The hellebore is a wonderful plant that heralds Spring in the garden. Hellebores, or Lenten Roses as they are sometimes called, start blooming around the beginning of the Christian religious period called Lent, in some warm locations, but in my upstate New York garden where the soil freezes hard, the Lenten Rose blooms for Easter, no matter if it is an early or late one (end of March to mid April).
Hellebores come in many colors from a creamy white, to yellow, pale pinks, fuchsia pink, red, purplish tones, blue-violet, burgundy, blackish burgundy, and greenish hues. Speckled variations are also seen. Lenten Roses can be single petaled (actually sepals) or doubles (multiple layers of petals) depending on the cultivar. Flower heads, according to the variety can be small or big, hanging, straight forward facing, and some will direct their faces upward. The texture of some hellebore blossoms reminds me of soft leather, whereas others of a silk-cotton blend of fabric, and some even look wax-like.
The hellebore flower stalk emerges first in early Winter in mild climates, or late Winter to Early Spring in colder locations, followed by its foliage. The Lenten rose blooms for a long period of time, but no matter what color of hellebore you have, be it fuchsia, blue-black, burgundy, etc, as the flower gets older it will fade to a pistachio green.
Buying Hellebores for your Garden ..Hellebores are available for purchase at better garden centers, through mail order catalogs, and I found one of my favorite ones in the florist department of my local supermarket. Big box hardware stores that have garden centers don’t seem to want to carry the plant. If a hellebore is not a big mature specimen, and costing around twenty dollars or more (each), it won’t be blooming, so that turns off some customers. Most hellebores are sold for about $7.50 to $15.95 each, and are just leaves and will only start sending up a few flowers after being in the ground for one full gardening season.
Siting you Hellebore plant ..All planting tags say Lenten roses like being in a location that has partial to full shade. I find that untrue for me in my upstate New York zone 5-4 garden. Following the planting instructions at the time of my first attempt at growing hellebores, I planted mine on the north side of the house. The plants sat there for two full gardening seasons, did not get any larger or produced a single flower, and one died. Sited on the north side of the house, there is no real sunlight for them to collect through their leaves (photosynthesis) which feeds them. Just the constant sunless light that comes from the north.
I have come to the conclusion hellebores, here in the northeast, like partial sun. Partial sun is 4 to 6 hours of direct morning sunlight coming from the east. Plants facing east get the morning sun which is not that hot, so it won’t fry their foliage. By the time the sun is high in the sky at noon, and moved south, the plants are in shade.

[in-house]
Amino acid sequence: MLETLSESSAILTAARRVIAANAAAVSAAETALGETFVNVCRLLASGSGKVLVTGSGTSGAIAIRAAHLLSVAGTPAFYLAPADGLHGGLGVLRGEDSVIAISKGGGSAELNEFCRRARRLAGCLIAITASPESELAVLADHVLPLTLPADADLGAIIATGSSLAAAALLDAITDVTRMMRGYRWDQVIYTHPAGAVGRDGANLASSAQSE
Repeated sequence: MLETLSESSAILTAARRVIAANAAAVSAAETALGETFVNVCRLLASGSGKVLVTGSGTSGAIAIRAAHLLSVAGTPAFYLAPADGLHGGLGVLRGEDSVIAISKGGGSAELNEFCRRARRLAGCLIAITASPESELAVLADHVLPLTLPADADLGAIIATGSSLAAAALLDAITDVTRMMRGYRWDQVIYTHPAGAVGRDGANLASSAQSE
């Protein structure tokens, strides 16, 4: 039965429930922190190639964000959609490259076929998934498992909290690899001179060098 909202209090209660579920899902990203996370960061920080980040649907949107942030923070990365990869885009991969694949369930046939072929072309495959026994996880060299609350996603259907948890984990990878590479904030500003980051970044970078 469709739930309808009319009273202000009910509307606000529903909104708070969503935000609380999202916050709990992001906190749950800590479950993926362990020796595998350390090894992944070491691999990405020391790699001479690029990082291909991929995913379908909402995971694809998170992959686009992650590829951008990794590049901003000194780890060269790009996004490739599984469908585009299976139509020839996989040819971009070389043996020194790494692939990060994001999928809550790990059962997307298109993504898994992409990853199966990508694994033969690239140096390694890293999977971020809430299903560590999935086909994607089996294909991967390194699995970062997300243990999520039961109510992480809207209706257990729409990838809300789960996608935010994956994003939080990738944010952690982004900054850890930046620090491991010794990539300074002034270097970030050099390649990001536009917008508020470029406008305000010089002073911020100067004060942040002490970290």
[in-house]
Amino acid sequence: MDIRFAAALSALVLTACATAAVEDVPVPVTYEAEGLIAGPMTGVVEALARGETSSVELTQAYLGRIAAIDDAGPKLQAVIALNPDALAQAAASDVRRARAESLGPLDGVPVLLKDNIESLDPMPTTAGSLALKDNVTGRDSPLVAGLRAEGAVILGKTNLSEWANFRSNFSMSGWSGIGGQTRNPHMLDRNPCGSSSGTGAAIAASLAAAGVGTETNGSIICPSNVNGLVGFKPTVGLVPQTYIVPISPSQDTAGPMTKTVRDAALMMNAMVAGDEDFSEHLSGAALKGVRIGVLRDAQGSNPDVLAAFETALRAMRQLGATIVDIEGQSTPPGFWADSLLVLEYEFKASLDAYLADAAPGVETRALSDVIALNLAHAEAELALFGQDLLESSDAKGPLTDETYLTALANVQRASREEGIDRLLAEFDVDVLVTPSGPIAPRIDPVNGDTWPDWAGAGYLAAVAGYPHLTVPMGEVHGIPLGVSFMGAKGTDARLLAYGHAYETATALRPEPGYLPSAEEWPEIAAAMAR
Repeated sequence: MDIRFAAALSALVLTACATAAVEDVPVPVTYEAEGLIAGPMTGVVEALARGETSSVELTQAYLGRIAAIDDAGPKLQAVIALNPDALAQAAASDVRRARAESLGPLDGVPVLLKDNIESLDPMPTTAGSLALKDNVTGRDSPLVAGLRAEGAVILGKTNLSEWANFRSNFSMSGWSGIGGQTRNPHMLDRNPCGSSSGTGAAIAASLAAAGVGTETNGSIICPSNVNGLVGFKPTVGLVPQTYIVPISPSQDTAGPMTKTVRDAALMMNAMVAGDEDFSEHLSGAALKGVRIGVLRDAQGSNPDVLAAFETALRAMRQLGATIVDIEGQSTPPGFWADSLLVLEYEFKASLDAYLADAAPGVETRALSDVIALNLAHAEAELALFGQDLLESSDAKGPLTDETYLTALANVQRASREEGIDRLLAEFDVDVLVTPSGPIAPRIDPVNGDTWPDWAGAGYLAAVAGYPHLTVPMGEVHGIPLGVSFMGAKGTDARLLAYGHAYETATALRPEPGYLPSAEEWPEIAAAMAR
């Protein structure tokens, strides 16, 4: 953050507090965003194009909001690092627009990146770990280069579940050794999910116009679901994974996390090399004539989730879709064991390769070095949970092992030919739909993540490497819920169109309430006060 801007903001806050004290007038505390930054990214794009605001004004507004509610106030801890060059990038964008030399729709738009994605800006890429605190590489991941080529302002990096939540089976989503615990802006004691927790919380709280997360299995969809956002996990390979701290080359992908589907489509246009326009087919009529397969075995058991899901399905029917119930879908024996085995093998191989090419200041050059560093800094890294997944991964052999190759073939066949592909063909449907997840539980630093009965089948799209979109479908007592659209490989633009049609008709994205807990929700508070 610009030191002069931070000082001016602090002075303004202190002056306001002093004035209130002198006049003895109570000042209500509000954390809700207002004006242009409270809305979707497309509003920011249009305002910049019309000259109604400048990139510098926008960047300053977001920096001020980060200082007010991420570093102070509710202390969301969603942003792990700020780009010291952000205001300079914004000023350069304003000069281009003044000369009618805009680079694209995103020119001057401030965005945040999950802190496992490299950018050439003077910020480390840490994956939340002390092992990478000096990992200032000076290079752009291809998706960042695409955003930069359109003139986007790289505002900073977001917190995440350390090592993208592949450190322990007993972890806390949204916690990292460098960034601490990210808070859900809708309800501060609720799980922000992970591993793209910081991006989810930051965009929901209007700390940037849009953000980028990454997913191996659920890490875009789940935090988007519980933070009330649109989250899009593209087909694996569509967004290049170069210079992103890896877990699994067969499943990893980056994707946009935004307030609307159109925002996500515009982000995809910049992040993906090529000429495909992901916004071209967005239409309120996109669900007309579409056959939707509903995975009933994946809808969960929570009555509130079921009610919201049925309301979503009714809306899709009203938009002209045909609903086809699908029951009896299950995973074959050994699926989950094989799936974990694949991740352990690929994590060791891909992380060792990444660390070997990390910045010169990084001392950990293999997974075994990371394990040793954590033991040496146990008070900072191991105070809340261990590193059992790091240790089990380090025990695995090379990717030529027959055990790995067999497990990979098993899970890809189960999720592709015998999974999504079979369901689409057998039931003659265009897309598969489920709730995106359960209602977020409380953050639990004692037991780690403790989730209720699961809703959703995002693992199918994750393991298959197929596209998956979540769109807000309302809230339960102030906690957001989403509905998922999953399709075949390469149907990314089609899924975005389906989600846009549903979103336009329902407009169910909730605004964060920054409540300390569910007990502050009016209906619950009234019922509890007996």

Hellebores can also be planted in full sun if they are planted under trees or bushes. I have some of mine planted around, under and behind the bases of lilac bushes. You could also planting them under an apple tree, flowering crab or any other kind of bush or tree that does not have a dense canopy and they would be fine. You want the bush or tree they are under to dapple the light so it won’t be intensely beating down on them during the hottest part of the day. Site your hellebores so they are somewhat shaded in Summer, but are in full sun in Winter when the sun’s rays and heat are at their lowest strength.
Planting Hellebores ..Plant Lenten roses in well-drained soil that has been amended with a shovel or two of dehydrated cow manure, working / mixing it into the soil 8 inches to a foot into the ground. Plant hellebores 18 inches apart in all directions. Fertilize in Spring with an all-purpose plant food like Espoma Plant-tone or Jonathan Green 5-10-5. Water hellebores at least once a week, or immediately if the plants wilt / faint which says the ground around them is dry.
Maintaining Hellebores ..Hellebores are a relatively low maintenance plant. Cut off dead flowers when they have browned up, and any discolored leaves to keep the plants looking neat. In late Winter cut back, to the ground, all the dried up and withered foliage form last year, to prepare for new Spring growth. If you have any hellebores that are called evergreen, just cut off any part of the plants that has browned, leaving the still good-looking healthy parts in-place.
Hellebores in Flower Arrangements ..Hellebores are not really meant to be put in flower arrangements, even though you see them use in magazines. Those photos show fresh picked stems, but in a day or so the heads will all be drooping. I do pick different hellebore flower heads and put them in small vases, but only one in six flowers, a day later is still facing up. A better way of showcasing hellebore blossoms would be to float them in a shallow bowl of water with their faces pointing up. A presentation like that would look nice on a coffee table.
Finally, I have found if one of my hellebores dies, and I try to replace it with another in the same spot where the first one died, that plant for some reason dies also. I don’t know if it is a soil issue or light problem. To fill in that occasional void in my garden, I plant hyacinth, daffodils and other long-lived Spring bulbs to compliment the hellebores.
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